I don’t see any reason why I should take a stance on this issue, so I’m not going to because I’m don’t feel inclined toward either viewpoint.

    The better analogy is when you hear about a new political issue and research it because you don’t feel informed enough to have an opinion yet. That’s all we’re doing – acknowledging that we don’t have enough information on this yet.

  6. Francois Tremblay April 8, 2010 at 16:36

    You don’t see any reason to take a stance on the issue of whether there is a being that exists outside of the universe dictating the course of your life based on your belief in it?

  7. Rose April 8, 2010 at 16:38

    “Like I said, agnosticism is an evasion of the issue. It’s a weasel word, basically.”
    I’ll agree that it is, but that’s the point – we don’t see a reason to take a stance on it. We think it’s a non-issue.

    “In practice, it is mostly adopted by nihilists, in my experience. At least, all agnostics I’ve talked to have been nihilists.”
    I don’t see how you can be an atheist and not be a nihilist, since a lack of a deity means accepting that there is no higher moral order to the universe, that your ethics are no better than anyone else’s and thus, to quote Alyosha Karamazov, “everything is permissible.” Also, funny that you’re condemning one fallacy in your main post but promoting another here (hasty generalization).

  8. Rose April 8, 2010 at 16:40

    “You don’t see any reason to take a stance on the issue of whether there is a being that exists outside of the universe dictating the course of your life based on your belief in it?”
    Yes, exactly. Why take a stance at something that you have no control over and no proof of anyway, where both sides are basically grasping at straws?

  9. Francois Tremblay April 8, 2010 at 16:41

    A nihilist is not someone who believes that “there is no higher moral order in the universe” or that “everything is permissible.” It’s the position that nothing exists outside of the human mind. You are thinking of existentialism, although existentialism doesn’t hold that “everything is permissible,” but rather that each individual must make his own morality.

  10. Rose April 8, 2010 at 16:44

    What you’re referring to is solipsism, not nihilism.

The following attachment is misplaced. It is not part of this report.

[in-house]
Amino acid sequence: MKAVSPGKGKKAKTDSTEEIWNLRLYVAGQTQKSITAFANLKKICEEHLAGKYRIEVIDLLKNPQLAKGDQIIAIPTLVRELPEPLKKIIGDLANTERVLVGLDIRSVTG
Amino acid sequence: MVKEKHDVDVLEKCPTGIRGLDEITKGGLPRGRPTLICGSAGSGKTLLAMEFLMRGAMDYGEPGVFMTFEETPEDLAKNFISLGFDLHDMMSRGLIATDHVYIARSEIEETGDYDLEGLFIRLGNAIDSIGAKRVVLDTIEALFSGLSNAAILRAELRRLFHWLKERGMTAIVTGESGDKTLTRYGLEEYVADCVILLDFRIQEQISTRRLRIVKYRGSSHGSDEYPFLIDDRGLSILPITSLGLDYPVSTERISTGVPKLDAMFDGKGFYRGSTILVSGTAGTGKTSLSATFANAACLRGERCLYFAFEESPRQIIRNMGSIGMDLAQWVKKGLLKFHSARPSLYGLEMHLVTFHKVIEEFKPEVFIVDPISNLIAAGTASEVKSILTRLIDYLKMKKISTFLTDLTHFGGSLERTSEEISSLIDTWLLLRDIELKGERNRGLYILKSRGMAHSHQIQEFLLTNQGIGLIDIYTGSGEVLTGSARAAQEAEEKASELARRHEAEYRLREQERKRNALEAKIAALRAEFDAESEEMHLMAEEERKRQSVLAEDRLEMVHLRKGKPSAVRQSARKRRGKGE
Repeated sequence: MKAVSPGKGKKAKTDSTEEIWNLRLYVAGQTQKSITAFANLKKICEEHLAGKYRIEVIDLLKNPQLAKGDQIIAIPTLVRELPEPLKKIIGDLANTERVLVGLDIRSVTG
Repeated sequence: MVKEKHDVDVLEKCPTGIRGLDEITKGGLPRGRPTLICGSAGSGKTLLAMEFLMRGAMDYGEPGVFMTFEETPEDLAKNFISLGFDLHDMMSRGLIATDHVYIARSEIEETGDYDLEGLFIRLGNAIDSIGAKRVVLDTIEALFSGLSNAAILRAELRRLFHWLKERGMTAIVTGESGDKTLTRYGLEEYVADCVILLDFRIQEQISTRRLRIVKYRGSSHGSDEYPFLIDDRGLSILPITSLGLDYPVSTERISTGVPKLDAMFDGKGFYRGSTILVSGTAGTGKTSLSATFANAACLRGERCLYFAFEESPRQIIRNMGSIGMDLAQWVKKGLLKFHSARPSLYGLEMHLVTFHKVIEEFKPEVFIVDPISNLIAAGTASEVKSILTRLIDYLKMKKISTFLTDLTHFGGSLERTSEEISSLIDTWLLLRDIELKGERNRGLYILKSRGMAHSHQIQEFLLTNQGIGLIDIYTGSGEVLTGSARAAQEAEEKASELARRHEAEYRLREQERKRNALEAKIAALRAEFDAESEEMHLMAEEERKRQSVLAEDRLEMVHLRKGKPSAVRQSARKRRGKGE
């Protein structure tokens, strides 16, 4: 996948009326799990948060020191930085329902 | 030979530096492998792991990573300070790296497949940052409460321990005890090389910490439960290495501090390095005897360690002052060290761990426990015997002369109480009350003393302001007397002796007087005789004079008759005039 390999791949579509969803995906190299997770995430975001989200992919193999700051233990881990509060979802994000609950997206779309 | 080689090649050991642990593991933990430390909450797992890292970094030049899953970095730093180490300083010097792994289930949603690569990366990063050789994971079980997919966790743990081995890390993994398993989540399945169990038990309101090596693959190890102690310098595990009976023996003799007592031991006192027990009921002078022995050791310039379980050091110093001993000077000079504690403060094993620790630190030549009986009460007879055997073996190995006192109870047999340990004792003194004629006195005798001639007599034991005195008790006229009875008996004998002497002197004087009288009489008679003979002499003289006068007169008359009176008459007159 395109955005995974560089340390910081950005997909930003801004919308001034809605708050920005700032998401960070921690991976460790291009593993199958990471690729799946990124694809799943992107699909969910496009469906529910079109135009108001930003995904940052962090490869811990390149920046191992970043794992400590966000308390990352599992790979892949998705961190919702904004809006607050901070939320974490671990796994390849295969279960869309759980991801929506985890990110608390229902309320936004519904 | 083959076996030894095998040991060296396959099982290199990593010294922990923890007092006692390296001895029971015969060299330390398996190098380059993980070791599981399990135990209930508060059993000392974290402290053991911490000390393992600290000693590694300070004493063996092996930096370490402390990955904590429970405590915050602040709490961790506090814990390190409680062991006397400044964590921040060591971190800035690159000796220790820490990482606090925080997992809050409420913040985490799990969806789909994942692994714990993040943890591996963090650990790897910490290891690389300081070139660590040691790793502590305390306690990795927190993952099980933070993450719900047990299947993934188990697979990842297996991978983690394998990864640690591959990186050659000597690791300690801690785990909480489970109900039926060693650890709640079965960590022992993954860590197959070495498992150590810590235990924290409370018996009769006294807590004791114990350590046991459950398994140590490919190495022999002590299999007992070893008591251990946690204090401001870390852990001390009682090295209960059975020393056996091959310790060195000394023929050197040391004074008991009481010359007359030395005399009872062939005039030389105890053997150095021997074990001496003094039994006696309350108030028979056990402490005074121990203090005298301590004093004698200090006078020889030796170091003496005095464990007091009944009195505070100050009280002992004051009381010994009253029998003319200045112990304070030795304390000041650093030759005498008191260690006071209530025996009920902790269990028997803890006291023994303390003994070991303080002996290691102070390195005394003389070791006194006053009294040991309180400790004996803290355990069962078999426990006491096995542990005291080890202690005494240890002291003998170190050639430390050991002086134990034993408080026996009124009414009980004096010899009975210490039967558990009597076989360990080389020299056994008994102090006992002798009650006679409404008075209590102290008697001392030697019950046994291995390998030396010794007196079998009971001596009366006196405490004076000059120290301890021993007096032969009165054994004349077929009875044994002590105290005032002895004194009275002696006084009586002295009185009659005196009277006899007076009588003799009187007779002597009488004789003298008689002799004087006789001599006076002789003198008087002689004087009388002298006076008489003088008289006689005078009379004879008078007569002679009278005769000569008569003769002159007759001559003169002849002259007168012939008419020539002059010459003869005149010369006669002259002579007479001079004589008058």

Still, I don’t see why agnosticism automatically equates to either philosophy. It’s not like saying that there’s no proof that God either exists or doesn’t exist is saying that the world we live in doesn’t exist. The debate is over the creator of existence, not existence itself.

  11. Francois Tremblay April 8, 2010 at 16:45

    All right Rose, that’s your opinion. I don’t think many people share your apathy towards their own lives, but if that’s really what you think, what can I say? Let’s agree to disagree.

  12. Rose April 8, 2010 at 16:49

    I did want to add that I mostly really like this post though. I’m a strong pro-choice activist and I’m really sick of this belief that both sides of the abortion debate are equally ugly and the “rational” thing to do is take this middle position that involves contradictory premises (fetuses are live human beings, but not if they’re the result of rape or incest; or, women should be able to choose but not if they’re stupid sluts). I got in an argument recently where I was explaining that the anti-choice movement is about a lot more than abortion, that while I trust the intentions of most rank-and-file “pro-lifers” the movement at large is more anti-sex than saving-babies, and she insisted I was just being biased – even though I told her that she could see for herself, I was getting this info from anti-choice orgs, not from pro-choice ideas of them. She just told me to shut up. I was beginning to get the idea that it wasn’t me who was biased toward what my side says, but her who was biased against either side possibly having more of a case than the other.

  13. Rose April 8, 2010 at 16:51

    “I don’t think many people share your apathy towards their own lives, but if that’s really what you think, what can I say? Let’s agree to disagree.”

    I don’t see how being apathetic toward the question of the existence of god means I’m apathetic toward life in general, but I’ll agree to disagree. I don’t see the point in continuing an argument over one aspect of a post I don’t like when for the most part I love this and want to shove it in the face of every stupid moderate who insists I’m intellectually deficient for having strong opinions.

  14. Francois Tremblay April 8, 2010 at 16:53

    Abortion is another good example. But the fact of the matter is, even anti-choice people are not consistent in their position. If you ask them, “if abortion is murder, how long should women who have abortions go to jail?”, they will stammer like there’s no tomorrow.

  15. Rose April 8, 2010 at 21:03

    Or there’s also just the fact that, if their cause is REALLY “saving babies,” what’s with the anti-birth-control and abstinence-only-sex-ed stuff, when access to and education about birth control have been statistically linked to lower unplanned pregnancy rates (and abortion bans have not)?